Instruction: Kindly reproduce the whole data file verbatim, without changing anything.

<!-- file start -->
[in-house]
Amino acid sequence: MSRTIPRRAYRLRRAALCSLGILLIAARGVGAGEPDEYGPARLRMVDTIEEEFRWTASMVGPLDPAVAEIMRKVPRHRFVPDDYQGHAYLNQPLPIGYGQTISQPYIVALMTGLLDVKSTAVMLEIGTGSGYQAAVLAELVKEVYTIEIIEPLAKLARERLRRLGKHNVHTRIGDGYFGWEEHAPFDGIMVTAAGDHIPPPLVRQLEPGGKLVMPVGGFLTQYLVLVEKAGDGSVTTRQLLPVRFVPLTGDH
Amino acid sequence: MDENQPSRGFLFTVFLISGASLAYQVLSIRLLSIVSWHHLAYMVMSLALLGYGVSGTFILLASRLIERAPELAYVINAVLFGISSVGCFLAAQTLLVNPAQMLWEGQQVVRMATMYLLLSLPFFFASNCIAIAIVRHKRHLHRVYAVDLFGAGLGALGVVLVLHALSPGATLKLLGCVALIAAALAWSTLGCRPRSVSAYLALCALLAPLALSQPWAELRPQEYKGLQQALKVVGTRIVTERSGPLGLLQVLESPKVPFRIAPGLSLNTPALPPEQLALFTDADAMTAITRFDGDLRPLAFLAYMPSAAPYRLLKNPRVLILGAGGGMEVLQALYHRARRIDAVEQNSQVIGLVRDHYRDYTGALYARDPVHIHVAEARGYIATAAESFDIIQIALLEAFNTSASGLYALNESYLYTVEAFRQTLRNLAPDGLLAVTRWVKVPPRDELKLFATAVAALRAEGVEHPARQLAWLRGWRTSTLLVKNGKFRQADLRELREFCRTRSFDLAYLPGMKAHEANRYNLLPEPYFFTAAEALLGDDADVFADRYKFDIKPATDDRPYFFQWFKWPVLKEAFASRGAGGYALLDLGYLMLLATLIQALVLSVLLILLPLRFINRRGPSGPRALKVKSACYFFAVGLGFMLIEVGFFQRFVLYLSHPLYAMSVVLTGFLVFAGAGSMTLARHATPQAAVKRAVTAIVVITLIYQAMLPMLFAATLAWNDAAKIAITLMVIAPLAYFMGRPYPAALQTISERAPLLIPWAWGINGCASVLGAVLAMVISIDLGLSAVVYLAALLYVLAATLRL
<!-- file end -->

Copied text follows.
[in-house]
Amino acid sequence: MSRTIPRRAYRLRRAALCSLGILLIAARGVGAGEPDEYGPARLRMVDTIEEEFRWTASMVGPLDPAVAEIMRKVPRHRFVPDDYQGHAYLNQPLPIGYGQTISQPYIVALMTGLLDVKSTAVMLEIGTGSGYQAAVLAELVKEVYTIEIIEPLAKLARERLRRLGKHNVHTRIGDGYFGWEEHAPFDGIMVTAAGDHIPPPLVRQLEPGGKLVMPVGGFLTQYLVLVEKAGDGSVTTRQLLPVRFVPLTGDH
Amino acid sequence: MDENQPSRGFLFTVFLISGASLAYQVLSIRLLSIVSWHHLAYMVMSLALLGYGVSGTFILLASRLIERAPELAYVINAVLFGISSVGCFLAAQTLLVNPAQMLWEGQQVVRMATMYLLLSLPFFFASNCIAIAIVRHKRHLHRVYAVDLFGAGLGALGVVLVLHALSPGATLKLLGCVALIAAALAWSTLGCRPRSVSAYLALCALLAPLALSQPWAELRPQEYKGLQQALKVVGTRIVTERSGPLGLLQVLESPKVPFRIAPGLSLNTPALPPEQLALFTDADAMTAITRFDGDLRPLAFLAYMPSAAPYRLLKNPRVLILGAGGGMEVLQALYHRARRIDAVEQNSQVIGLVRDHYRDYTGALYARDPVHIHVAEARGYIATAAESFDIIQIALLEAFNTSASGLYALNESYLYTVEAFRQTLRNLAPDGLLAVTRWVKVPPRDELKLFATAVAALRAEGVEHPARQLAWLRGWRTSTLLVKNGKFRQADLRELREFCRTRSFDLAYLPGMKAHEANRYNLLPEPYFFTAAEALLGDDADVFADRYKFDIKPATDDRPYFFQWFKWPVLKEAFASRGAGGYALLDLGYLMLLATLIQALVLSVLLILLPLRFINRRGPSGPRALKVKSACYFFAVGLGFMLIEVGFFQRFVLYLSHPLYAMSVVLTGFLVFAGAGSMTLARHATPQAAVKRAVTAIVVITLIYQAMLPMLFAATLAWNDAAKIAITLMVIAPLAYFMGRPYPAALQTISERAPLLIPWAWGINGCASVLGAVLAMVISIDLGLSAVVYLAALLYVLAATLRL